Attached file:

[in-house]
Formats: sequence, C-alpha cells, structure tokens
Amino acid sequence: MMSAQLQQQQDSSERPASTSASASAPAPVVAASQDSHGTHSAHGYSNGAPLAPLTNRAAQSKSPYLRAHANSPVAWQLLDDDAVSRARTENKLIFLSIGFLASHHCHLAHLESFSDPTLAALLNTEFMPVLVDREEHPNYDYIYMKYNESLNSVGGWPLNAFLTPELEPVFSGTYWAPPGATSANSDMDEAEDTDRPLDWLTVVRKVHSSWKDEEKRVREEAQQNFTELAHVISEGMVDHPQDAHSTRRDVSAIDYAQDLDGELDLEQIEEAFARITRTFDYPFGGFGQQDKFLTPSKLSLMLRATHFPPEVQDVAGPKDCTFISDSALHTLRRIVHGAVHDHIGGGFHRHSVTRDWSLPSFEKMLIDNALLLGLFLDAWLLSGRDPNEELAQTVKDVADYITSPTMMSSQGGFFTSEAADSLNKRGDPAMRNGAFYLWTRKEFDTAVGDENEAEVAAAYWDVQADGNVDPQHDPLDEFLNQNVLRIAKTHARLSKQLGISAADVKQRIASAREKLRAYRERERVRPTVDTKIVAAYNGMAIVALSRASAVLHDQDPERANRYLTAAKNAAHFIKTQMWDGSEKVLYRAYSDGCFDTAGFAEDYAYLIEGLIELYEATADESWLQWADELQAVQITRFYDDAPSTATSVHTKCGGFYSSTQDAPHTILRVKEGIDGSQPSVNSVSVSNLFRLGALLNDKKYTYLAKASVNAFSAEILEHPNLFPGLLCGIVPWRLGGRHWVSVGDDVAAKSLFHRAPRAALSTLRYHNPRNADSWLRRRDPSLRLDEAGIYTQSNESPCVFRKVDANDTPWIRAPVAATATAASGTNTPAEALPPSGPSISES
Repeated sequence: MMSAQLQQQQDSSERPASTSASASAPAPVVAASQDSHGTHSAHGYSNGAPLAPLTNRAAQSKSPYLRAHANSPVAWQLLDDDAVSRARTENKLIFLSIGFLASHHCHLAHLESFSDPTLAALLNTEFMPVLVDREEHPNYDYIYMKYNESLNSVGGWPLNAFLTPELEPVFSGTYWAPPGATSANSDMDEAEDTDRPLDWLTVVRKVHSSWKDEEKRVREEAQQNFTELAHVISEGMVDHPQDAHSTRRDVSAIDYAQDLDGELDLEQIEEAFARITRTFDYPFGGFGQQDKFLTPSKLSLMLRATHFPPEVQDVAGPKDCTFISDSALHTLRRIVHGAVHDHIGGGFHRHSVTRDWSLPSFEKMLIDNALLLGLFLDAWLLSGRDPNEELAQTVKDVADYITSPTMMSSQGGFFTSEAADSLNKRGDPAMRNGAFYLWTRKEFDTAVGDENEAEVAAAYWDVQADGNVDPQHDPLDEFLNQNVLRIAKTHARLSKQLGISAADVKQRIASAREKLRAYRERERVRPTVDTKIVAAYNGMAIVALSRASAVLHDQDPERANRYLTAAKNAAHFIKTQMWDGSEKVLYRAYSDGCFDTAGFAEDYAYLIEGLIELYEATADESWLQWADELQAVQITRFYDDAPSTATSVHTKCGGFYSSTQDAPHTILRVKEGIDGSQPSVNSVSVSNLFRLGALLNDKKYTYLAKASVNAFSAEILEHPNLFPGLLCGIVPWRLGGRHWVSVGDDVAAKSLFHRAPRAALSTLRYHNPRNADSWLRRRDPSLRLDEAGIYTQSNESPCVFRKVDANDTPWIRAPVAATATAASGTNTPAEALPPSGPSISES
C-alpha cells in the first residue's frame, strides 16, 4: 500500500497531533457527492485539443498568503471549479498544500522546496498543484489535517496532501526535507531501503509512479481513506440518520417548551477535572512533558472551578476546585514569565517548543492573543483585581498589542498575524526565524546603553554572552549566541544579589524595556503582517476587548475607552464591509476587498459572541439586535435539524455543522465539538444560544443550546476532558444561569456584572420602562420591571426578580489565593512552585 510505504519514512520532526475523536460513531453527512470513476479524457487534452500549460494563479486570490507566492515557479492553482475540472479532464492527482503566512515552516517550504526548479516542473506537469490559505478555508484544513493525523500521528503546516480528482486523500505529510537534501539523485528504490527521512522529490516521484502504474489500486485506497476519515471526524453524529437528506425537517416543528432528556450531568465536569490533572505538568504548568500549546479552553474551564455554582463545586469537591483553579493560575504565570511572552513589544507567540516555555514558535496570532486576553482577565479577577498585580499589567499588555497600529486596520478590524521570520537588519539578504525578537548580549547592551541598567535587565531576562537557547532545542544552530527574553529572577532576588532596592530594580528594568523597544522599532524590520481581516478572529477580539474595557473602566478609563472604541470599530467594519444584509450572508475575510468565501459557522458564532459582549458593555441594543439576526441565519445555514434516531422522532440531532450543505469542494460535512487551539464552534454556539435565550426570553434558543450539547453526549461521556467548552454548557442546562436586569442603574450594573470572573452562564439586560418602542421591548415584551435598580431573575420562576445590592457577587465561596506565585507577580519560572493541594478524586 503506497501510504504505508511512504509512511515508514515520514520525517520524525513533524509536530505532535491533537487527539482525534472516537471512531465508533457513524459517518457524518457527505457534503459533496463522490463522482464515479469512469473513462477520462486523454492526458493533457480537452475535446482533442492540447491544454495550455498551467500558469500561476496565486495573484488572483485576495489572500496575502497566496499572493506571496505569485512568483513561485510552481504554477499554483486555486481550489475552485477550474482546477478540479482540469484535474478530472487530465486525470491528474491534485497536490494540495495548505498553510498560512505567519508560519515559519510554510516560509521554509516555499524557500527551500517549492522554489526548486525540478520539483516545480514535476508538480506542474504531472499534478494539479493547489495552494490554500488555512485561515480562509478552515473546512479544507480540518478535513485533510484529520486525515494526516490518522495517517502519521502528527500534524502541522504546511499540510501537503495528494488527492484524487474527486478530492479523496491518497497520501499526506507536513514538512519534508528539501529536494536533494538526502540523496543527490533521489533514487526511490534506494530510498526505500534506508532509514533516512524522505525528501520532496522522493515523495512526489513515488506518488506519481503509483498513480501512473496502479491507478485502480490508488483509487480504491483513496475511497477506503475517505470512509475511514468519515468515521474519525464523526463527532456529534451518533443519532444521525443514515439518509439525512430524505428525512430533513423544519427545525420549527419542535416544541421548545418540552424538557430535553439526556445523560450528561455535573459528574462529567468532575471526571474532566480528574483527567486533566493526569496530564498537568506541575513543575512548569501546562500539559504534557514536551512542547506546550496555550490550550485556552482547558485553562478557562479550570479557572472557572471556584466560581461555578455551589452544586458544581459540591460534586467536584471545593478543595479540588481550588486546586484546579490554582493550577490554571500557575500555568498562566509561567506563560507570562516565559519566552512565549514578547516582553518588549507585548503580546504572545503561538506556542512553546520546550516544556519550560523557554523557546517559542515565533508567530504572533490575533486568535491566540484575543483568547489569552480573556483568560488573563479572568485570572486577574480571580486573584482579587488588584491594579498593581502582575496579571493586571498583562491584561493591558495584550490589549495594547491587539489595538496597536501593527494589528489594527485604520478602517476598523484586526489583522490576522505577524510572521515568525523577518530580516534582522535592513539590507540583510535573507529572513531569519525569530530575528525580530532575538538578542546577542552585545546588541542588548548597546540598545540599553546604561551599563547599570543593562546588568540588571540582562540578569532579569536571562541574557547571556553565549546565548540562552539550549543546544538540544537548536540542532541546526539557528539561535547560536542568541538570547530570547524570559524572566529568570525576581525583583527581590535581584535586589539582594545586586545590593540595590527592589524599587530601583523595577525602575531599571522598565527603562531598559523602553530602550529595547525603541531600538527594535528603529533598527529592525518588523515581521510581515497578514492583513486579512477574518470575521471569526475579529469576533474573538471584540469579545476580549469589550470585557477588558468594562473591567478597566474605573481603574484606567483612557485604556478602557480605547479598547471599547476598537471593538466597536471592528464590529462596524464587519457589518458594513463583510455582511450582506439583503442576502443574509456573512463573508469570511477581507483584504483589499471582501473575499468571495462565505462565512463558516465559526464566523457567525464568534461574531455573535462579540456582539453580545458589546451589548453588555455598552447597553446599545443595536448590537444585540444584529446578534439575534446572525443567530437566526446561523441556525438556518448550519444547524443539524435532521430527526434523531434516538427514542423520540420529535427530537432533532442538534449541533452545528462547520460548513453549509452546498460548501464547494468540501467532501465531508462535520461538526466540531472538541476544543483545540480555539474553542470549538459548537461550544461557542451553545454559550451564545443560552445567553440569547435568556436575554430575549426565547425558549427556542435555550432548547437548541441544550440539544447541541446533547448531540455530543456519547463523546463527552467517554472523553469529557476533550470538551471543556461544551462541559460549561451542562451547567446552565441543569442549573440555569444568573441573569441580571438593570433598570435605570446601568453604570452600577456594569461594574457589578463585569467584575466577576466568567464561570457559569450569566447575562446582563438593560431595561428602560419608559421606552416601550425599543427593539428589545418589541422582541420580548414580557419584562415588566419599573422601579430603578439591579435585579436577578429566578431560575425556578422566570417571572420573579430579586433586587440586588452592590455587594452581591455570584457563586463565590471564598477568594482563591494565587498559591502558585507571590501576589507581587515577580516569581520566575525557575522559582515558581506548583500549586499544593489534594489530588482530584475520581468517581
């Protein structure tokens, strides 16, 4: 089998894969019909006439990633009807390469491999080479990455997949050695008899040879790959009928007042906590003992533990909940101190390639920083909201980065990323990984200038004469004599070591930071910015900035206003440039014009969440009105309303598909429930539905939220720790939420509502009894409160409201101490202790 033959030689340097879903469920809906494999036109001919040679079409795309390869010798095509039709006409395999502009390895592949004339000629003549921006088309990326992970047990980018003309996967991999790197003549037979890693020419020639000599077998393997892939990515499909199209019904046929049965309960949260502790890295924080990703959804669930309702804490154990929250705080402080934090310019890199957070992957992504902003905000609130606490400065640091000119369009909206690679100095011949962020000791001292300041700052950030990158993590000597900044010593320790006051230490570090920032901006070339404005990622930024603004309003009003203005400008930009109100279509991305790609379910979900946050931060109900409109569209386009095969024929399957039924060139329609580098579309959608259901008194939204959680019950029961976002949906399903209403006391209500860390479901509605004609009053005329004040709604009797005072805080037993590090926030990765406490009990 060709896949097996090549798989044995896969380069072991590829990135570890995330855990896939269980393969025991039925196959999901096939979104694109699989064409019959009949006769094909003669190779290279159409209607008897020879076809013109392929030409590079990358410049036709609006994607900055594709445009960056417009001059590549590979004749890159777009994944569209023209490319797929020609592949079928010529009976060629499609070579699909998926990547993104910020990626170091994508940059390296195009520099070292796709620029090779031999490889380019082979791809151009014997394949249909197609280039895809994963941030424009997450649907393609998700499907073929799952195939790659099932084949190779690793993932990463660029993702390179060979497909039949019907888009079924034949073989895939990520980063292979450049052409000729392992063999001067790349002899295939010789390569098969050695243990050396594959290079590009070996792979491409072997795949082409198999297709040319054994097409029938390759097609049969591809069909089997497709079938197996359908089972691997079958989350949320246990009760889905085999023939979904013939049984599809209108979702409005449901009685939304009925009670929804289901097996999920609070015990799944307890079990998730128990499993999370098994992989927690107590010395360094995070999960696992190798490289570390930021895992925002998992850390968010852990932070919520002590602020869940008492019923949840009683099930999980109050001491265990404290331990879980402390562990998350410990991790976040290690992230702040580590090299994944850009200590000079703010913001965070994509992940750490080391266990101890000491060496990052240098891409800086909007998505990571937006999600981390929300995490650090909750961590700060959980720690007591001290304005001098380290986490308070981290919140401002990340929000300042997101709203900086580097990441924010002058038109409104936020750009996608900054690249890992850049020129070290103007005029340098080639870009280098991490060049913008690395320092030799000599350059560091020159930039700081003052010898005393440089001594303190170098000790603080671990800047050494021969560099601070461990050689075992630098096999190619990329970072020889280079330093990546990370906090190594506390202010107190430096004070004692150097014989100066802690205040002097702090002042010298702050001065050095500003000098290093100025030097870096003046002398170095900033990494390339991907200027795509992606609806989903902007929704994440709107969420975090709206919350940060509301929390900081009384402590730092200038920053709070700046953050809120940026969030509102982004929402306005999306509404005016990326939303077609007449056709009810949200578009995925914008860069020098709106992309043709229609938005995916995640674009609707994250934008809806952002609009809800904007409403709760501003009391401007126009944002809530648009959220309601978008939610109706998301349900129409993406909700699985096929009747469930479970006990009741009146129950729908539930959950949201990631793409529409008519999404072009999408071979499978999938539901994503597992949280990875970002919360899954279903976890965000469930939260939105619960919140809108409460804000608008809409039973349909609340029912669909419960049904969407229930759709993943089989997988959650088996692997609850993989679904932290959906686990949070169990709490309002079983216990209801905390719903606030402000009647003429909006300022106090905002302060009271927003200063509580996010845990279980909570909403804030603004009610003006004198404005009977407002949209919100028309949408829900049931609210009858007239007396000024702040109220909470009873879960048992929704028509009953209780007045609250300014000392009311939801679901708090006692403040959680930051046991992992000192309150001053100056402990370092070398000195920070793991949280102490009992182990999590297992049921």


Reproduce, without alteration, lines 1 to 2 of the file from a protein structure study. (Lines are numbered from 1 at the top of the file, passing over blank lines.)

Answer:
[in-house]
Formats: sequence, C-alpha cells, structure tokens